I couldn’t help thinking that, “send-off,” and the song “Ashes-To-Ashes” increasingly seem to be acquiring an evolving meaning – for some, just as it did for me at Prayag by the shores of the Ganges years ago, and not too recently at the Kariokor Crematorium in Nairobi when seeing off my friend Peeush Mahajan – I trust, I can tell you more on this someday. .
So whats your exit [or entry] of choice? Burial…..?,. Cremation…..?
It used to be a luxury not to confront the issues of ones death, but end-of-life planning is increasingly an important concern….
Make and Communicate The Decision
You’ve, perhaps, heard this well-known saying ‘it’s what he/she would have wanted’.
So I guess, after carefully consideration of all options for a final resting place, whether you want to be buried or cremated, but things can change of course. It is important to actually make a final decision – and communicate it.
Planning ahead can do just that. And while everyone is different – some people want it religious, others prefer a very personal ceremony, remembering and celebrating their life without any reference to religion of any form., and yet others may want humor – its worth customizing your own send-off in advance.
During the conversation, Suzie shared how an acquaintance, Peter Ndungu, had offered some kind of funeral Plan. A “set it and forget it” type of purchase, with very few people revisiting it after buying – with the exception of an annual bill, of course. Yet, I think our conversation entails a lot more.
Share the plan ……in some cases, these plans are mentioned to lawyers, religious confidants, perhaps, even a peer. With the assumption, that the message will get to the proper individuals who will be responsible for carrying out the plans upon your exit. More importantly however, many unexpected events can often occur between the making of the arrangements and the time of exit. Offices and companies move, or go out of business, relationships may sour to a point, people who were once thought of as trusted friends become mortal enemies. A whole host of situations can arise, that keep the plans for this important decision from being carried out to its fullest extent. Am certain those of us old or curious enough, remember the SM Otieno saga back in the day.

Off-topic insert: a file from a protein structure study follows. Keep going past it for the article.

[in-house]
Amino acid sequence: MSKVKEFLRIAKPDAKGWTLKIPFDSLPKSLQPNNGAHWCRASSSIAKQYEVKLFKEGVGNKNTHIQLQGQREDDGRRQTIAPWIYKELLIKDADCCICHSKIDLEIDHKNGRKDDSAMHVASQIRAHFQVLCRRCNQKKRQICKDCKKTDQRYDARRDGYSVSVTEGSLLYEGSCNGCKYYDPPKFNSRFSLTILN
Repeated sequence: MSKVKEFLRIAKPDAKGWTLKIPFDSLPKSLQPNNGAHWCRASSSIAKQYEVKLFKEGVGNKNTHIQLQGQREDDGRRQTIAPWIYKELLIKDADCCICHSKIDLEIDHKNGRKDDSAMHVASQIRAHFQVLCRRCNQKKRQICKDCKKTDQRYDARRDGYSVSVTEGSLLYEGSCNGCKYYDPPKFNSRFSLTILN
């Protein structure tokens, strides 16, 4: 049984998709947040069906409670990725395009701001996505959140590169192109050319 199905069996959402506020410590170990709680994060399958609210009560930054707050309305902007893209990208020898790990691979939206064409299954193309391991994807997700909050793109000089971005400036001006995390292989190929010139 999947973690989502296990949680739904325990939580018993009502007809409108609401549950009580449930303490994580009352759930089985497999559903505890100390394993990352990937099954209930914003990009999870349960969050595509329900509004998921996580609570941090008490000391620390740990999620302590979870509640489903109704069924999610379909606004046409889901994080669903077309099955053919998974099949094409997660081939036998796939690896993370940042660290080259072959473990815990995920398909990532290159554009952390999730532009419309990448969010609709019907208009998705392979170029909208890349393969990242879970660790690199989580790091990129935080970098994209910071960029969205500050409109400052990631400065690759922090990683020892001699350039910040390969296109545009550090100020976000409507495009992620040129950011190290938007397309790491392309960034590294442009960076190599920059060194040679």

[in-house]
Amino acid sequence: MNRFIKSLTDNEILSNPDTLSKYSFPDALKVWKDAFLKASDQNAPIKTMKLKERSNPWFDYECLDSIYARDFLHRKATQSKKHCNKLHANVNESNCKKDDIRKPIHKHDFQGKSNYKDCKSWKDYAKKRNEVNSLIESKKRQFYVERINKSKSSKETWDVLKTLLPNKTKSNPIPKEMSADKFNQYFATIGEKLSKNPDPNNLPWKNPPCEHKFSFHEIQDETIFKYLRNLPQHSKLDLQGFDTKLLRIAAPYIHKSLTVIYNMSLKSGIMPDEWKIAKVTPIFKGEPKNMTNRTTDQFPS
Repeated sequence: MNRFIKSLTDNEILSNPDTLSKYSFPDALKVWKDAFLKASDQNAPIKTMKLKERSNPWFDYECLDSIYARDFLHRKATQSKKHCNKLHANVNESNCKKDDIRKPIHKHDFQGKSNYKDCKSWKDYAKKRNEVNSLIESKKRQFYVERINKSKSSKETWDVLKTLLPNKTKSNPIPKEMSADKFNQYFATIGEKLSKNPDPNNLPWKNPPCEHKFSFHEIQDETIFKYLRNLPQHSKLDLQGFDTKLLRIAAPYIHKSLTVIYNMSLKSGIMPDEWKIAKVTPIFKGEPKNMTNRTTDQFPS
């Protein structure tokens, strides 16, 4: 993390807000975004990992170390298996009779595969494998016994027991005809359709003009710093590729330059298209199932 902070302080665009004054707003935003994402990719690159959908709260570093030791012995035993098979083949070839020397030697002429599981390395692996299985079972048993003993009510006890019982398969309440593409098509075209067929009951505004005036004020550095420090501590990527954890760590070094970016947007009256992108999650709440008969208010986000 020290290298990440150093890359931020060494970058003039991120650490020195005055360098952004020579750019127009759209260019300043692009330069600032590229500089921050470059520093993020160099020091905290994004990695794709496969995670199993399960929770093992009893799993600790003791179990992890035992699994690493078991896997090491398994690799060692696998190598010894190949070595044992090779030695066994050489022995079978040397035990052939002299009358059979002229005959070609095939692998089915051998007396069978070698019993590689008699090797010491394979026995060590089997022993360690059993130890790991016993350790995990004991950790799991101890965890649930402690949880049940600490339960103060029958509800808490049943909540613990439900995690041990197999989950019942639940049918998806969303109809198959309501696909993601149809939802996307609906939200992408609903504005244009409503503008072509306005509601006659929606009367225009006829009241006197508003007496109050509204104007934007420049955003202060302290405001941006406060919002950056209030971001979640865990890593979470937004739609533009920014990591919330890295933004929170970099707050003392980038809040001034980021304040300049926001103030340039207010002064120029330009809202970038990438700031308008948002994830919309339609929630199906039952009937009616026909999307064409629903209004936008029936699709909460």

And failure to share this plan, that is when tragedy strikes…… .
To avoid this incredibly sad, stressful and unfortunate scenario, it is always important to never assume and instead be sure to strike up the conversation – and document it.
Carrying out the Decision
And now, finally, a note to the family member or friend who find themselves in the honorable position of having been selected to carry out a person’s final decisions and choices regarding the fashion, mode and location of their resting place.
Do not engage in more than is required, do not be enticed in the midst of grief to spend more than may be wise or necessary in order to “create a fitting memorial” for the family member or friend. The main thing is to carry out the decision, and to stay true to the plans, no matter what else may be offered.
And if you’d sat in with Suzie, and encountered the infectious insights from Zack, I have little doubt you too, perhaps will start this conversation, because of its ability to assure that when you take your final breath, your legacy will live on in such a way that your spirit will be able to rest peacefully through the ages in the very home that you chose – like i have.
My advice, which you are free to discard: decide and take your pick! Even if it doesn’t come naturally to you [it doesn’t to most people], work on and make your decision available.
……This is about putting the right punctuation mark at the end of the book….. What better tribute to a life well lived! ??